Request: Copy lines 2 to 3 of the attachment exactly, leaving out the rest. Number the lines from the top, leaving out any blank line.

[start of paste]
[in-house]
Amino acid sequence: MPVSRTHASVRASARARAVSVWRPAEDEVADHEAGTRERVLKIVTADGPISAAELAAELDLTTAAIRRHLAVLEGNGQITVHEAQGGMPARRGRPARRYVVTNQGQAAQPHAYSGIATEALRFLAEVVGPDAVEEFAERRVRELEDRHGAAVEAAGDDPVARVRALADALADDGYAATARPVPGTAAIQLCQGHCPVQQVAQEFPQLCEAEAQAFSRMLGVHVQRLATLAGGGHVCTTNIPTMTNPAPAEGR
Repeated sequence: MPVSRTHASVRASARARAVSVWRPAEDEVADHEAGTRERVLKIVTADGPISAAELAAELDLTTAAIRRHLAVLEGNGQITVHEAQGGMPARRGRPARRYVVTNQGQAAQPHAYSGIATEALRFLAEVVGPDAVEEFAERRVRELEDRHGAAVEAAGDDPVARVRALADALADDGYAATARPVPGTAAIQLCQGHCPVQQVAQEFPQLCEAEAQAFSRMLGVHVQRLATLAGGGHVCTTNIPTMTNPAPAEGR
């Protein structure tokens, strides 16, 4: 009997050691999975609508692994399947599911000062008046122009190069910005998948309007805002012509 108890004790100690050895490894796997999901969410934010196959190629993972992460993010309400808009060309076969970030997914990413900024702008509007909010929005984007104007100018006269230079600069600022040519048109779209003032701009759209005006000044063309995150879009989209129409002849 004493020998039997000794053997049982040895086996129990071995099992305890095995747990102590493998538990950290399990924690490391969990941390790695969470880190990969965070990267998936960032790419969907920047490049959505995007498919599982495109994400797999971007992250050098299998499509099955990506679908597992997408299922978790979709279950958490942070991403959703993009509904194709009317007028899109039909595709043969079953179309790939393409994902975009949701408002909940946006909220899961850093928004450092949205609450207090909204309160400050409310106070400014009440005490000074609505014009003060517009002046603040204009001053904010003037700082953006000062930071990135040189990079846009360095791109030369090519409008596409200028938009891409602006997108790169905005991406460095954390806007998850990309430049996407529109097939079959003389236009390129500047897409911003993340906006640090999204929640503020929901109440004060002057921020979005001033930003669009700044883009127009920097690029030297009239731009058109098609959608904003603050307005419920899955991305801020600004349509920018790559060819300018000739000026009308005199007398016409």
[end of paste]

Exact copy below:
Amino acid sequence: MPVSRTHASVRASARARAVSVWRPAEDEVADHEAGTRERVLKIVTADGPISAAELAAELDLTTAAIRRHLAVLEGNGQITVHEAQGGMPARRGRPARRYVVTNQGQAAQPHAYSGIATEALRFLAEVVGPDAVEEFAERRVRELEDRHGAAVEAAGDDPVARVRALADALADDGYAATARPVPGTAAIQLCQGHCPVQQVAQEFPQLCEAEAQAFSRMLGVHVQRLATLAGGGHVCTTNIPTMTNPAPAEGR
Repeated sequence: MPVSRTHASVRASARARAVSVWRPAEDEVADHEAGTRERVLKIVTADGPISAAELAAELDLTTAAIRRHLAVLEGNGQITVHEAQGGMPARRGRPARRYVVTNQGQAAQPHAYSGIATEALRFLAEVVGPDAVEEFAERRVRELEDRHGAAVEAAGDDPVARVRALADALADDGYAATARPVPGTAAIQLCQGHCPVQQVAQEFPQLCEAEAQAFSRMLGVHVQRLATLAGGGHVCTTNIPTMTNPAPAEGR